Scotch and science – a perfect blend

18 Dec 2015

Lovers of Scotch the world over might stop as they sip their favourite dram to reflect on the tradition and craftsmanship that goes into making it.  Some might contemplate the art of selecting and marrying casks to make the perfect blend.  But what of the science our Scotch Whisky industry embraces and drives to assure the provenance and authenticity of our traditional products?

It was the science underpinning Scotch Whisky's protection that was highlighted this week as the UK Government's chief scientific adviser Sir Mark Walport launched his annual report entitled "Forensic Science and beyond: authenticity, provenance and assurance". We were delighted to be invited to contribute to the report to highlight the vital role that science and scientists play in safeguarding Scotch Whisky and its supply chain.

An episode of Prime Suspect it is not, but for those interested in both science and Scotch, learning about how lab-based testing plays an increasing part in identifying fake Scotch Whisky can be just as thrilling. 

When a consumer opens a bottle of Scotch, we want them to have complete confidence that they are getting the best product, made traditionally to strict standards. The reputation of Scotch has taken centuries to build and the industry and the SWA are committed to maintaining and building on that heritage with new, cutting-edge science.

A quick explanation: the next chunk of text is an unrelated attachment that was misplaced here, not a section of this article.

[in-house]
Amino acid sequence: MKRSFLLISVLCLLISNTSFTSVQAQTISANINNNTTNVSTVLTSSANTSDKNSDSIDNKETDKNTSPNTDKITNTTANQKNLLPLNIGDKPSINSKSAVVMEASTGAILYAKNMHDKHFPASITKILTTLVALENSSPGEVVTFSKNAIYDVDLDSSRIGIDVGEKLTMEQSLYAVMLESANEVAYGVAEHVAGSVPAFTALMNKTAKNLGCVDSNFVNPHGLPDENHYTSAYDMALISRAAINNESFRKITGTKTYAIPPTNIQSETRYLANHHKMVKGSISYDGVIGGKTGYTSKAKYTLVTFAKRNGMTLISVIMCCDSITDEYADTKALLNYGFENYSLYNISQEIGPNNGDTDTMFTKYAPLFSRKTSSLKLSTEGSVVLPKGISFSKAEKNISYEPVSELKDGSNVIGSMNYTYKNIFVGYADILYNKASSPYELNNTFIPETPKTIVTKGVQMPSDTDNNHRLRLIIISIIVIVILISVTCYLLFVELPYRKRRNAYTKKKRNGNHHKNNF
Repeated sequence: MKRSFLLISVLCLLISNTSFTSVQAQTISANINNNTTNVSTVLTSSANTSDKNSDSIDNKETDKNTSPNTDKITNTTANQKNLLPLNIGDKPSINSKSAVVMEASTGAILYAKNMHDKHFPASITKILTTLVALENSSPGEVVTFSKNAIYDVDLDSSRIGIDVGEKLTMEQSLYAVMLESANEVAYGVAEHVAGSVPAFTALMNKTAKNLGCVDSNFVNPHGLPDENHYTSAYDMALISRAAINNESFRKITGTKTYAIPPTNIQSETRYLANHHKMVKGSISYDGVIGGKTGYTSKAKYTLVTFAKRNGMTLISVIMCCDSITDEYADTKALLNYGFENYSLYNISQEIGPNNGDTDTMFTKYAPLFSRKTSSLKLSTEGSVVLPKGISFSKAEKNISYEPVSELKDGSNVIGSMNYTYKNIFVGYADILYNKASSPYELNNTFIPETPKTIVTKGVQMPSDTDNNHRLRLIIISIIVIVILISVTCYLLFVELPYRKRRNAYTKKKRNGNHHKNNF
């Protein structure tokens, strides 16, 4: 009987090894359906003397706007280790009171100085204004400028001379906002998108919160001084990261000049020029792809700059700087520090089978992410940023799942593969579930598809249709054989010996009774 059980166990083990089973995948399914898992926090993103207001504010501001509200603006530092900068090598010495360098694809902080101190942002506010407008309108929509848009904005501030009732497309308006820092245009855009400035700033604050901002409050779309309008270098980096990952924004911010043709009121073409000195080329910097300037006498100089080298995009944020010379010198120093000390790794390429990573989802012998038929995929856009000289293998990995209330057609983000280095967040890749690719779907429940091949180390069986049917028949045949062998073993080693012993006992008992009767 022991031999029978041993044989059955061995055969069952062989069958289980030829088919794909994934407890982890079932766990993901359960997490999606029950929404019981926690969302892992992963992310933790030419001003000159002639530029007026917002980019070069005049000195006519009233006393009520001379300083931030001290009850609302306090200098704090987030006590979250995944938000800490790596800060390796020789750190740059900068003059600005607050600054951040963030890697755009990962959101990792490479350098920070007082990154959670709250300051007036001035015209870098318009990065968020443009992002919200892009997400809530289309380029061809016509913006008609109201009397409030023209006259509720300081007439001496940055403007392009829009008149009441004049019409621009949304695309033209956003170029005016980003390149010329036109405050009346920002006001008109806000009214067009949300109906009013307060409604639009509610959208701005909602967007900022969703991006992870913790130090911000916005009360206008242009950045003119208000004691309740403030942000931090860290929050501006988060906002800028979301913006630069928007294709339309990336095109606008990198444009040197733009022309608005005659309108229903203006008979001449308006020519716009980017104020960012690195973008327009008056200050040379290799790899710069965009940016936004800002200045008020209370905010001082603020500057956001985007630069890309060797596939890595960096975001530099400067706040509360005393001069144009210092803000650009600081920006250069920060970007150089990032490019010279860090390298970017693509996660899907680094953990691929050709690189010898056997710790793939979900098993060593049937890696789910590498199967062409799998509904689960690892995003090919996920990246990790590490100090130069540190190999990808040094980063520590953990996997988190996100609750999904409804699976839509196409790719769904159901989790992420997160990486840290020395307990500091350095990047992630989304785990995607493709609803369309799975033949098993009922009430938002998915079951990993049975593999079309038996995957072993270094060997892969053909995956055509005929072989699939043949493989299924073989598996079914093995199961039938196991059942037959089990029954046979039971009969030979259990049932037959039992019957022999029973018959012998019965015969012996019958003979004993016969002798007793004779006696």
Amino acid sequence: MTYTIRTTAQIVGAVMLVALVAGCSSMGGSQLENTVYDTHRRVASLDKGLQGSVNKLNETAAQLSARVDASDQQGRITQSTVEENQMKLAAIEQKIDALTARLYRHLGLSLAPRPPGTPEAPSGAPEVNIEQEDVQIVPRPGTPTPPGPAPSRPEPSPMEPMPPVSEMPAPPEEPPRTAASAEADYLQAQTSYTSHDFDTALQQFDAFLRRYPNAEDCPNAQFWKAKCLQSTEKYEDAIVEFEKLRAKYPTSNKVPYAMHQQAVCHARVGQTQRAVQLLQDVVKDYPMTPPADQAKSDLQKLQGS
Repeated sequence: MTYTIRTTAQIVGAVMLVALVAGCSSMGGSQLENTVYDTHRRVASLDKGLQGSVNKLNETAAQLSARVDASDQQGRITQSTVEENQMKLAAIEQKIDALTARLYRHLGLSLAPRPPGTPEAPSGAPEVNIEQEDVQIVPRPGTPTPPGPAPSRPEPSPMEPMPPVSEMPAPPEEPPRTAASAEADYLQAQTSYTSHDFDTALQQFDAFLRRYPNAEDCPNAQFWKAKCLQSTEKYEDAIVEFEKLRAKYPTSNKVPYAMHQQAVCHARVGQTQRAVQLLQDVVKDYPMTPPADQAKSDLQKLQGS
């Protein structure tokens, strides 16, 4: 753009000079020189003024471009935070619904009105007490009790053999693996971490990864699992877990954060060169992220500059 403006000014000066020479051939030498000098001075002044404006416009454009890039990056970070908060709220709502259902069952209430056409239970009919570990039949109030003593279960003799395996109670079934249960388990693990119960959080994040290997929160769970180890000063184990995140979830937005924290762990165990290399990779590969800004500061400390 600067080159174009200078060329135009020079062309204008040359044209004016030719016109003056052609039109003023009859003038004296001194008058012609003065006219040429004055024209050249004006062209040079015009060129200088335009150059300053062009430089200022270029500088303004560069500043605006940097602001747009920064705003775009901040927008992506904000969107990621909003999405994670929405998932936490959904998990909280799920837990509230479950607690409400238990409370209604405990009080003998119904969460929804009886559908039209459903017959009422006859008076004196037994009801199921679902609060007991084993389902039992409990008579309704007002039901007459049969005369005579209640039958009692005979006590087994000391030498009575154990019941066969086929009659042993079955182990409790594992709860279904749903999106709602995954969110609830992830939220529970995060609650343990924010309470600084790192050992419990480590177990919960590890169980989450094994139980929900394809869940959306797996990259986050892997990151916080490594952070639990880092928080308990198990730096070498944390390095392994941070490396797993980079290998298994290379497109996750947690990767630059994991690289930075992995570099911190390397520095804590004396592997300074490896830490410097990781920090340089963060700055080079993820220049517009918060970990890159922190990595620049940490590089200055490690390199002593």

With the help of independent laboratories such as the Scotch Whisky Research Institute, we are able to deduce if suspect samples are not what they purport to be on the label, or worse, dangerous to health.

Over years of analysis, the industry has built up an excellent understanding of the chemical fingerprint of Scotch and can check the authenticity of samples though advanced chemical analysis techniques. 

The SWA's legal team at any one time has about 70 actions in courts around the world to tackle fake Scotch Whisky and many more investigations under way. These investigations are underpinned by science and this ability to determine whether the suspected product is consistent with Scotch Whisky through forensic analysis is crucial in the fight against fakes.

Each brand also has unique and confidential authenticity indicators underpinning the analytical fingerprints of their products. Brand owners stay one step ahead of the counterfeiters through better packaging design and making product security more robust.  Fast and reliable field tests have even been developed for use in market making investigation more efficient.

To stay one step ahead of the counterfeiters, the industry, along with producers of other quality and luxury consumer goods, will continue to look to the scientific community to help identify new ways to maintain levels of confidence about the provenance of Scotch and its brands.

Not only that, but science helps support the smooth running of distillery plant and equipment, can describe what happens when malt germinates through to how spirit interacts with wood in casks during maturation, and can even analyse the sensory experience of consumers savouring a nip of Scotch.

Now science can be added to the list of things to mull over the next time you sit down to enjoy a dram.

To read the chief scientific advisor's report in full see

Julie Hesketh-Laird, deputy CEO, Scotch Whisky Association